A worker produces photovoltaic cells at an energy Company's cell production workshop in Hefei, East China's Anhui Province
MERICS China Industries
13 min read

Technology as a factor of production + Battery supply chain + SMEs


1. MOST wants technology to be marketized as a factor of production

At a glance: The Ministry of Science and Technology (MOST) released a special plan to stimulate the creation of an efficient technology market in China, part of a longstanding effort to improve the transfer and conversion of science and technology (S&T) achievements into commercial or practical applications. Key points include:

  • By 2025, increase the value of technology transfer and licensing contracts to 5 trillion CNY, almost twice the 2020 figure
  • Increase the participation of companies in national S&T and innovation funding programs and support SMEs to license their technology achievements
  • Encourage technology trading marketplaces (CTEX, Shanghai’s STEX, Shenzhen Stock Exchange) to establish new institutions and supporting services for trading intellectual property (IP) rights and S&T achievements
  • Promote the integration of technology and capital markets, including by reforming the National Guidance Fund for the Transformation of S&T Achievements and guiding venture capital to invest in early-stage technology companies

MERICS comment: Beijing regards technology as a factor of production along with land, capital, labor, and data. Creating a unified market for technology elements, such as S&T resources, research findings and IP, is a major objective of the national economic development and innovation strategies.

The plan restates familiar goals, such as improving IP protection and giving more autonomy to research institutions. This suggests a degree of dissatisfaction with the progress so far. More institutional reforms are needed to support the strategic goal of “S&T self-reliance” (科技自立自强). Technology research and development shall better serve strategic needs along critical industrial supply chains, and S&T projects will be evaluated based on whether they solve bottlenecks in “key and core technologies” (关键核心技术).

Beijing’s technology transfer policies seek to integrate and exploit IP, talent, and innovation resources not just within the country, but also across borders. Besides building new technology trading hubs in Beijing, Shanghai, and the Greater Bay Area, the plan talks about establishing new international S&T cooperation bases and technology transfer institutions in China. While European companies will welcome further reform of China’s patent and technology licensing system, they should remain acutely aware of IP risks.  

Article: “14th Five-Year” Special Plan for the Technology Factors Market (“十四五”技术要素市场专项规划) (Link)
Issuing body: MOST
Date: October 25, 2022

2. Greater regulatory oversight to stabilize China’s battery supply chain

At a glance: The Ministry of Industry and Information Technology (MIIT) and State Administration for Market Regulation (SAMR) released a notice to reduce imbalances between supply and demand in China’s lithium-ion battery sector. Because lithium-ion batteries are the key component of electric vehicle (EV) batteries, maintaining stability in their pricing is key for a healthy EV sector. Local MIIT and SAMR departments are tasked to:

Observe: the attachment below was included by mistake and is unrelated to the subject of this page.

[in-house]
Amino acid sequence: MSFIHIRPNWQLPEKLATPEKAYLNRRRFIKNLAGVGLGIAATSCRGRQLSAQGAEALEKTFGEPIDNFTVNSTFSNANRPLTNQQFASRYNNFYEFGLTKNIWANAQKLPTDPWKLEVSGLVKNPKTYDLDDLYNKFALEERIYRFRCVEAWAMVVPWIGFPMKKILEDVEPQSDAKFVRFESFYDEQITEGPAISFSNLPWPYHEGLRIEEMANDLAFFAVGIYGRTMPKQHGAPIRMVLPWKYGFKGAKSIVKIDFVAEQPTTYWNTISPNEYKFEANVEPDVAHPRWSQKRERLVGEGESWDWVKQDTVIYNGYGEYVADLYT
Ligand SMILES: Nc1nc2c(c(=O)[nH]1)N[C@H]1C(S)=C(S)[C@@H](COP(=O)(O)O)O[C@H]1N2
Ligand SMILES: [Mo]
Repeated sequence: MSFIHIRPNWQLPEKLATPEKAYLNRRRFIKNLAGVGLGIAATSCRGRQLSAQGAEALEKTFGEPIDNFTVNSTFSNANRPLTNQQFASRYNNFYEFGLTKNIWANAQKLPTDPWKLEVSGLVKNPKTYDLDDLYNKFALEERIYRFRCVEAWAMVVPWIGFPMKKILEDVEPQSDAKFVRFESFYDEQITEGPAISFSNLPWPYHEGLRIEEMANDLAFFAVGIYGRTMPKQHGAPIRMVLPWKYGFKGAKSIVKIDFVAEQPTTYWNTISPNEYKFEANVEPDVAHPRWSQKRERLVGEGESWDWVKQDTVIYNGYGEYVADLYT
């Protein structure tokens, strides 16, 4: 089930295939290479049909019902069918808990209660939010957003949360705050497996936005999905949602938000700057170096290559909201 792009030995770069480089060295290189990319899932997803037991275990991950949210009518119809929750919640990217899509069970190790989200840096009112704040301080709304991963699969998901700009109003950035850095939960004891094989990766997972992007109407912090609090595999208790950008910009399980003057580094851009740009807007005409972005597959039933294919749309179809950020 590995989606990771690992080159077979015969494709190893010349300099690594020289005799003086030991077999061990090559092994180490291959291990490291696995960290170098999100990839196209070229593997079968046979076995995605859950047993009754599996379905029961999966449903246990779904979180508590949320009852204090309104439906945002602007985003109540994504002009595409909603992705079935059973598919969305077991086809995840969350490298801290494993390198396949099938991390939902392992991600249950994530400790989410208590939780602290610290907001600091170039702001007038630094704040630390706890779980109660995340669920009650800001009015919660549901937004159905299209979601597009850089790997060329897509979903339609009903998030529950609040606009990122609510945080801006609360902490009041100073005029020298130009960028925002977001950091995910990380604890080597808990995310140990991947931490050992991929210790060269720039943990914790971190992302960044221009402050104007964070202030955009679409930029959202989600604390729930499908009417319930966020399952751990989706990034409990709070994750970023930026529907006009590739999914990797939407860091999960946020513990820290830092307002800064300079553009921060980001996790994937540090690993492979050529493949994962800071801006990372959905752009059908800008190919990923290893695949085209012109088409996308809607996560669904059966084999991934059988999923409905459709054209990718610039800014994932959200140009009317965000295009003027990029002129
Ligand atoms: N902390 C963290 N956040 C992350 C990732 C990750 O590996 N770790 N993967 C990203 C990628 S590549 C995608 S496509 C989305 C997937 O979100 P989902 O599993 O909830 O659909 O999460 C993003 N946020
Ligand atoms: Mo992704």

• Prevent disorderly production capacity expansion of new battery projects
  • Improve coordination among different parts of the battery supply chain, from raw material mining over processing to battery production
  • Strengthen supply chain supervision to deal with hoarding, price gouging, unfair competition and quality issues
  • Promote monitoring and early warning systems through the comprehensive use of big data, statistics and industry surveys 

MERICS comment: This notice indicates that Beijing will intervene more strongly in the battery supply chain. Policymakers are worried about global raw material price increases and fluctuations which could slow down China’s globally leading EV sector. Batteries account for around 40 percent of an EV’s value and rising battery prices (caused by high lithium prices, which tripled in 2022) could trickle down to consumers and stymy demand.

After local governments jostled to attract investment from companies like CATL or BYD, provincial MIIT and SAMR departments are now tasked to supervise the sector more stringently, which could slow down the expansion of new battery plants. The government’s moves to curb overproduction reflect a familiar pattern in China’s industrial policy, the same process occurred for electric vehicle makers.

China’s battery sector remains dominated by private firms, but Beijing is stepping up political oversight in this sector. As a next step, policymakers might even consider setting up a lithium state-owned enterprise (SOE) in future to better manage China’s strategic dependency on imports. This is what happened in July for iron ore when Beijing established the Mineral group, a new SOE tasked to coordinate China’s imports of the commodity and increase its bargaining power.

Article: Notice on Improving the Collaborative and Stable Development of the Lithium-ion Battery Industry Supply Chain (关于做好锂离子电池产业链供应链协同稳定发展工作的通) (Link)
Issuing bodies: MIIT, SAMR
Date: November 18, 2022

3. New measures strengthen intellectual property support for innovative SMEs